Stocking Stuffers | Page 47 | Newberry

Stocking Stuffers

I have only small updates to pass along. It’s been hectic around the joint lately. Could we pass a law and have one Christmas party every month instead of having to cram them all into December? Anyway, here are some very small gifts of gab.

BOOKS TORN IN HALF: I mentioned this a few columns back, and somebody thought I was indulging in hyperbole. “Why would anybody tear a book in half?” she demanded. “And if they did, why would they think someone wanted it?”

Ah, ye of little faith! Uncle Blogsy doesn’t have to make up the weird donations he gets. I am actually seeing more and more books torn into two and even three pieces. See, if your Book Group assigns a really long book, it will sometimes discuss it in consecutive months. People apparently buy the book, tear it down the spine so the December section is here and the January section there, and then tape up the spine, essentially making two books: Part 1 and Part 2. Some people do this without the Book Group as motivation: it just breaks a big book into smaller bits for carrying on the train.

As for thinking anybody would want to read it that way, well, they just read it that way, didn’t they?

THE DREDGE: It was a lovely evening, thank you. The Dredge was in excellent voice, the egg nog came from the caterer in a vast cauldron that filled four punchbowls (there was punch as well), and the cookies were excellent. I sold only one piece of sheet music, and no one was interested in my teeny Christmas book, but lots of cookbooks and art books and books about Chicago were sold. The cheesy Christmas DVDs didn’t move, but the CDs were popular, and we sold several of the executive toys people always drop off because they think I’ll know what they are.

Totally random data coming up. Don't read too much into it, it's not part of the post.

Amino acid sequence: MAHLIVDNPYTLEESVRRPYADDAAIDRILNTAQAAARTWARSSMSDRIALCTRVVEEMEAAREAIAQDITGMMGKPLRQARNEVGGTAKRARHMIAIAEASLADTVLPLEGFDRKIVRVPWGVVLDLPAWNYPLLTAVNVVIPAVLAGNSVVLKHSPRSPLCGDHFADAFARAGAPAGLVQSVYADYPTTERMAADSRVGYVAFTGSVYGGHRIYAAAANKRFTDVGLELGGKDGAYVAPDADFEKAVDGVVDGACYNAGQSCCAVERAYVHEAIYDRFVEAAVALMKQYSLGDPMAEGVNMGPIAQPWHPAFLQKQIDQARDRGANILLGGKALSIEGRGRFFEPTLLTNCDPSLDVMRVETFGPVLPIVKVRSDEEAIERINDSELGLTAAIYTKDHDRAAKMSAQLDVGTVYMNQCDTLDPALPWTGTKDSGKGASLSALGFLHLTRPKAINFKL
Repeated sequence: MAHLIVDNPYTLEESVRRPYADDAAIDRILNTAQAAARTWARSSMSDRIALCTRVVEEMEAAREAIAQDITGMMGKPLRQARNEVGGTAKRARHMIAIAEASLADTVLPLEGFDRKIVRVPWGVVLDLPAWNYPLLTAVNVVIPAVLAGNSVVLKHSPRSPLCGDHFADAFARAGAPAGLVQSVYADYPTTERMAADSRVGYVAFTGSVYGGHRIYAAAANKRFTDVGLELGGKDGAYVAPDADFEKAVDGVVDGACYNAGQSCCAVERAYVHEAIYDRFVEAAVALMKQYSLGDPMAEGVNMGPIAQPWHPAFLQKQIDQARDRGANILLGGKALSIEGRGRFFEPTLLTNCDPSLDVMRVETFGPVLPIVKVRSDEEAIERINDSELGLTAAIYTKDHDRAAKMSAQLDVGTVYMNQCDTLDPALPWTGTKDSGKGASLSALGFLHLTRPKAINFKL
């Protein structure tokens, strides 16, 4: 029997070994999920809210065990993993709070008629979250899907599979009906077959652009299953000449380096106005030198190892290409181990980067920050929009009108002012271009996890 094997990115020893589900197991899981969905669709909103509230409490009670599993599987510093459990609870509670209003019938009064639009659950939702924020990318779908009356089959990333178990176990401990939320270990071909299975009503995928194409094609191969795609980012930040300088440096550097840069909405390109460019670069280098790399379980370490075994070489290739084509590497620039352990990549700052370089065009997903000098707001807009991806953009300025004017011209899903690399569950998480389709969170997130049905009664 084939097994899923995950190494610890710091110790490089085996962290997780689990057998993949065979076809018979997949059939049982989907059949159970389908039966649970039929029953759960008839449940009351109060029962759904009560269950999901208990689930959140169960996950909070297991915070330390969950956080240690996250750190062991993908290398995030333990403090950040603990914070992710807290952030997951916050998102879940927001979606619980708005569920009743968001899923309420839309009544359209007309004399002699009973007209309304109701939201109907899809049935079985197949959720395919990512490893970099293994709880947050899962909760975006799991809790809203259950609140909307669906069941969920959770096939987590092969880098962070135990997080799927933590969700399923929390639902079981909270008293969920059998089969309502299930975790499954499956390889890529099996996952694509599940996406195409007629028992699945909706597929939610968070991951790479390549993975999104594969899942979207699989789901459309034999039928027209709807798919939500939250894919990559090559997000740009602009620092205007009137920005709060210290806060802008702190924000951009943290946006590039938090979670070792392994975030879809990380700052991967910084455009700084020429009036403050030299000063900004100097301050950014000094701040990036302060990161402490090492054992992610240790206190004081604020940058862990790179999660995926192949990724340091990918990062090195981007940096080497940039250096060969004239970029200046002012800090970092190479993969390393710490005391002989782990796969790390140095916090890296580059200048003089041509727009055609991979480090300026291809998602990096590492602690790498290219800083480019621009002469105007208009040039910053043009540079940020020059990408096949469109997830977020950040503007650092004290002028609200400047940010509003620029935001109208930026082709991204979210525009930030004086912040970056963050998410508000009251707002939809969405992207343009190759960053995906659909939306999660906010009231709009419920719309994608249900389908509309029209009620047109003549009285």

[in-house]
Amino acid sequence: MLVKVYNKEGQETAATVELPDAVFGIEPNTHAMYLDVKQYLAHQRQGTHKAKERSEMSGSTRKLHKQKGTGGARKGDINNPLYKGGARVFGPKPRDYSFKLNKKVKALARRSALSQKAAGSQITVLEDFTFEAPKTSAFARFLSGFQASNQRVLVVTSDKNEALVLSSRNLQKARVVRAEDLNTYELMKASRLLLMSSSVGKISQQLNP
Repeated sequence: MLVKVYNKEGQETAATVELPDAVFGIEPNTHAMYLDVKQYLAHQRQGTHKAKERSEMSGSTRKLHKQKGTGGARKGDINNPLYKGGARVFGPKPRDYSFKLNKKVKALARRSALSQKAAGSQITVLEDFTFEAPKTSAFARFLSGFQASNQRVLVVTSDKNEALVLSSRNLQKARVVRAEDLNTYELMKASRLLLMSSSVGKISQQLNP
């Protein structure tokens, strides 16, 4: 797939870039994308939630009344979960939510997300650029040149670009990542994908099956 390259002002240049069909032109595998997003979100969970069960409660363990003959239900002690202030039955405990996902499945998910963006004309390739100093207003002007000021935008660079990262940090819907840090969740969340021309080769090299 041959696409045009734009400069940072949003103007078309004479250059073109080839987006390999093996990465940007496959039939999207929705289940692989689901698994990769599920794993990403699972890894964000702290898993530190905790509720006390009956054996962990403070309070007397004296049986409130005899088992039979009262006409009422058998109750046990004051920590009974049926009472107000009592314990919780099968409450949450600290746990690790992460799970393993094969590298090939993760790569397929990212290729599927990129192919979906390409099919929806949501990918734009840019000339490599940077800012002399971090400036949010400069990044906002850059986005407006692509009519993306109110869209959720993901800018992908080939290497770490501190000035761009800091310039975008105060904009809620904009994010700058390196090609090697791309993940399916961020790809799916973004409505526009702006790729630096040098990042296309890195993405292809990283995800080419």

And where were you? Sitting at home because of the snow?. I wouldn’t have had so much to pack up.

BOXES: No banana boxes so far this week, but there was a watermelon box (too small to hold a watermelon; maybe it held packages of cubed melon), a box clearly labeled “LAMPS” (and although very suitable for lamps hopelessly large for books), and a Robitussin display stand. This actually made sense: it was used in the kitchen as a case for cooking pamphlets, so when the family decided to pass these pamphlets along, they just picked up the whole thing and sent it along.

LATE BREAKING NEWS: It has taken some time, but the very first copy of Rod Blagojevich’s book arrived at the Book Fair this week. Do NOT rush over to buy it, please: of course, it sold at the Dredge.

Told you you should have been there. 

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